OBrienLANSING, Mich.—State Senator Margaret O’Brien, R-Portage, issued the following statement after Governor Rick Snyder presented his Fiscal Year 2016 budget proposal Wednesday at a joint hearing of the Senate and House Appropriations committees:

“Michigan’s strong economic recovery continues, and I appreciate that Governor Snyder’s 2016 budget proposal further invests in our state’s future. It is important that we prioritize education, and I am particularly supportive of the governor’s focus on early childhood education and on vocational, career technical education and skilled trades training programs. They are strong alternatives to traditional four-year colleges that prepare students for good, high-paying jobs. I also appreciate that the governor’s budget focuses on strengthening public safety and supporting local governments, which are vitally important.

“Overall, this budget strikes a good balance between strategic investments and fiscal responsibility. I look forward to working with my colleagues and the governor’s administration as we begin the budget process.”


Editor’s note: Audio comments from Senator O’Brien are available on the senator’s website at www.SenatorMargaretOBrien.com.

State orders audit of I-94 following historic January pileup

Governor, MDOT respond to Senator O’Brien’s inquiry

Senator Margaret O'Brien

Senator Margaret O’Brien

LANSING, Mich. – State Senator Margaret O’Brien announced on Friday that the Michigan Department of Transportation (MDOT) has commissioned a Road Safety Audit for the stretch of Interstate 94 that runs between the Michigan-Indiana border and the city of Jackson.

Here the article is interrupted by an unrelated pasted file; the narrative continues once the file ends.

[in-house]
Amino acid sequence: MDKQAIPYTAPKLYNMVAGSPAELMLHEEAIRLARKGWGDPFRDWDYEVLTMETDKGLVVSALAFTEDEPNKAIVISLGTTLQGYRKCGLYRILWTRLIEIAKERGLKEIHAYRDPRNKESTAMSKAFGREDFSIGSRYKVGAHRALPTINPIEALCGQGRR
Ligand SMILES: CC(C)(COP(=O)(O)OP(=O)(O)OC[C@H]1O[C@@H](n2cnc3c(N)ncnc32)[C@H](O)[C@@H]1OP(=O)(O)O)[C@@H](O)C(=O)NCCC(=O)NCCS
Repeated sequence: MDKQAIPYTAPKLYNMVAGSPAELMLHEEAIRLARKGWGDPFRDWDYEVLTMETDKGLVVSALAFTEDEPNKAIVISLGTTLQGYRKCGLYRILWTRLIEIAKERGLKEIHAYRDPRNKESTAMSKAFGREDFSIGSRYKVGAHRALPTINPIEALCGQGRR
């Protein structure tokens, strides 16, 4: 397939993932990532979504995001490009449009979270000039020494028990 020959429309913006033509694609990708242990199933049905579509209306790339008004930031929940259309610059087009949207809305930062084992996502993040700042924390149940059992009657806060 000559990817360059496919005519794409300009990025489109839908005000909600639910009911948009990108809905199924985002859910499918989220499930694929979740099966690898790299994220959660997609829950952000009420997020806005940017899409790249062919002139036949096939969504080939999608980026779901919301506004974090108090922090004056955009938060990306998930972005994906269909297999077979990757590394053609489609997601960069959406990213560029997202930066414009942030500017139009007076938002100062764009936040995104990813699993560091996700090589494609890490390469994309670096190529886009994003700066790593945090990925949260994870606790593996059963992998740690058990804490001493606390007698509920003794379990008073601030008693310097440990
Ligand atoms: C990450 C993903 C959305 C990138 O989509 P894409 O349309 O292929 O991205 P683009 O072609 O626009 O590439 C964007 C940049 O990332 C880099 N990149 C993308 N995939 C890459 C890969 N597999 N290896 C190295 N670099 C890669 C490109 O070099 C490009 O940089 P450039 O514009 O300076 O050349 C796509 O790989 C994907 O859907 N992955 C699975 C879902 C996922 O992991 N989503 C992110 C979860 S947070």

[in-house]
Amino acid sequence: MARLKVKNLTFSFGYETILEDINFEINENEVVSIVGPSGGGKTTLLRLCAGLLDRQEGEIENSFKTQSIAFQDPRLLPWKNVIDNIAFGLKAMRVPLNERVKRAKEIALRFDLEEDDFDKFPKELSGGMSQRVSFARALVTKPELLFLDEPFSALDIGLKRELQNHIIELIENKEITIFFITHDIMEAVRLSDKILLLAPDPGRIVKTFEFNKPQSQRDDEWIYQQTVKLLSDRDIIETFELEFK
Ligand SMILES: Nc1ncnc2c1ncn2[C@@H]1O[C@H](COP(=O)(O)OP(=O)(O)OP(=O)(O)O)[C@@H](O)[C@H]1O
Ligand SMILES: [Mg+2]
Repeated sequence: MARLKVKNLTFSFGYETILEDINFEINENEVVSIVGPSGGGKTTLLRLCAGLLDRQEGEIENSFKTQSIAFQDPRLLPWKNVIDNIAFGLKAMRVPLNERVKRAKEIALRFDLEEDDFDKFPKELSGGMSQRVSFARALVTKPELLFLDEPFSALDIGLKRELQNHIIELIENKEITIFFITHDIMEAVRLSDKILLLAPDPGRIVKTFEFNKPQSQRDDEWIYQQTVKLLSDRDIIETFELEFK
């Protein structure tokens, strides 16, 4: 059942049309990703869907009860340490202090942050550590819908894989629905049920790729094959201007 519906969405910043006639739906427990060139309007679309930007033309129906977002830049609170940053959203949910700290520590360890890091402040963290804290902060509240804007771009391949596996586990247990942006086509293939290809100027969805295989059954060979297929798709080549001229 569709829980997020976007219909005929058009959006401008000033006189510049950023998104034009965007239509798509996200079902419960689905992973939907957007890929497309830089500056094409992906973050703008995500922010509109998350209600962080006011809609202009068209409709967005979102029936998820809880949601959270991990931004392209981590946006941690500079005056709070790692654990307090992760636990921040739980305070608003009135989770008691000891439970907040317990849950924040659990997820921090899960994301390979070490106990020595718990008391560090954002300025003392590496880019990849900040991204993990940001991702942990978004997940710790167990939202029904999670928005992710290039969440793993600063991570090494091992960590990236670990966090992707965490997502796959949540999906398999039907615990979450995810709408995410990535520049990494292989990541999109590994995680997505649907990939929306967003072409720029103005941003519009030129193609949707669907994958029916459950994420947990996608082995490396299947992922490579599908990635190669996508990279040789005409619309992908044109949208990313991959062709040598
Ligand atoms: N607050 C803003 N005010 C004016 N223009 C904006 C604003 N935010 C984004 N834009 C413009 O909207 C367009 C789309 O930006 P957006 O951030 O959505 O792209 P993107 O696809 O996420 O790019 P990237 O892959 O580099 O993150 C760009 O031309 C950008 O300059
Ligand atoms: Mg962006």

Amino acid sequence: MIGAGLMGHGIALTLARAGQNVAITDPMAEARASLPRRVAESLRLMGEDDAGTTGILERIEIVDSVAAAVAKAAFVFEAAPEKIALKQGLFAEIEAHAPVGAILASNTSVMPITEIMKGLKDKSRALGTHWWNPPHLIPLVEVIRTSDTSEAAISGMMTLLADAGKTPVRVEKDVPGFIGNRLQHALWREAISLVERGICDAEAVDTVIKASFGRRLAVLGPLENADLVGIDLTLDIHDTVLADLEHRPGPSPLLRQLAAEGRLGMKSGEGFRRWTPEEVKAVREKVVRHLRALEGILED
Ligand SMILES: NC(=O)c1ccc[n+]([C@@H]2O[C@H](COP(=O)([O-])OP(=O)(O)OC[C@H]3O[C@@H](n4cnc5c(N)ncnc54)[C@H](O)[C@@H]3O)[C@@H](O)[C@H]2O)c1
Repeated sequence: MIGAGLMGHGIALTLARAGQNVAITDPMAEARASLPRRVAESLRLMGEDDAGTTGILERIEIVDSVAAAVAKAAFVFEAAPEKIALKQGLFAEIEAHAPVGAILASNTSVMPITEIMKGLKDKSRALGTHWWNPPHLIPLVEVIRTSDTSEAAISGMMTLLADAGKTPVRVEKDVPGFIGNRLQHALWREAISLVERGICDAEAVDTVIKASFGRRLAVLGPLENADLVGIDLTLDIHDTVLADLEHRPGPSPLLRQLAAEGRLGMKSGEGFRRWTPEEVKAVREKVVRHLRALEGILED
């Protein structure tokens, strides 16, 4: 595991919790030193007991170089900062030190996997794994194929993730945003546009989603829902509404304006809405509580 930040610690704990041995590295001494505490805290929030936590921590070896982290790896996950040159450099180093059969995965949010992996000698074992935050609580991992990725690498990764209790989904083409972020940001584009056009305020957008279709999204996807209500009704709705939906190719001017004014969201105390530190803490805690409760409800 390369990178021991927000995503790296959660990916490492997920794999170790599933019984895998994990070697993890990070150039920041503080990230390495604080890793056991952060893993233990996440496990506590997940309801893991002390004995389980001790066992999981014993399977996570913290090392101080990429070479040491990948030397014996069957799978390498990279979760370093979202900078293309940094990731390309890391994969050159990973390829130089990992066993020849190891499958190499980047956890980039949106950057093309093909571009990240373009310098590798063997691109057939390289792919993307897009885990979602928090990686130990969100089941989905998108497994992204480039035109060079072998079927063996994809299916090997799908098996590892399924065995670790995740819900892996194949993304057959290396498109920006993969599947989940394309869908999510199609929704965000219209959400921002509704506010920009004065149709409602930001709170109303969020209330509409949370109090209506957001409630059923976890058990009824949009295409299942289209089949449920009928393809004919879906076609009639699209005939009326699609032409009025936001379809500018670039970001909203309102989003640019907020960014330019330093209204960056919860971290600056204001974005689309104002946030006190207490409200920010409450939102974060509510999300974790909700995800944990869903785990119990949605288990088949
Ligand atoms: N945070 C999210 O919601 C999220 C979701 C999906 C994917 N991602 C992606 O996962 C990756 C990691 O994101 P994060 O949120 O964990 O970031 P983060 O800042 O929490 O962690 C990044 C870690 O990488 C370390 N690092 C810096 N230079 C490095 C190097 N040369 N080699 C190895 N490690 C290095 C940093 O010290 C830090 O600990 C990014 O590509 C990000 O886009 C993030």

“I am pleased Governor Snyder has agreed with my recommendation to conduct a Road Safety Audit of Interstate 94,” said O’Brien, R-Portage. “Residents of Kalamazoo County are concerned about the high number of accidents on the freeway, and as a daily driver of this section of I-94 myself, I agree this historic January 9 accident was more than just driver error.”

The audit comes in response to a letter O’Brien sent to Governor Rick Snyder after the deadly January 9 crash that involved 193 vehicles near Galesburg. The senator requested the administration and MDOT coordinate to complete a study on the eastbound section of the highway where the crash occurred, and offer recommendations on possible changes to the roadway.

The pileup is widely considered to be the worst in the state’s history, but as O’Brien noted in her letter to the governor, the 12 mile stretch of I-94 that runs through Kalamazoo County is particularly dangerous. In 2011, there were 230 accidents; in 2012, there were 222 accidents; and there were 275 accidents in 2013.

O’Brien said it is clear that the road should be examined for improvements to better serve motorists.

“We must ensure that all conditions of a road are considered—the geography of the land, the weather and other factors—when redesigning our roads,” O’Brien said. “I applaud the administration for looking in to this issue and working with both our road agencies and public safety officials to thoroughly study I-94. I am hopeful that an extensive study will offer data-driven solutions and lead to increased safety on our roads.”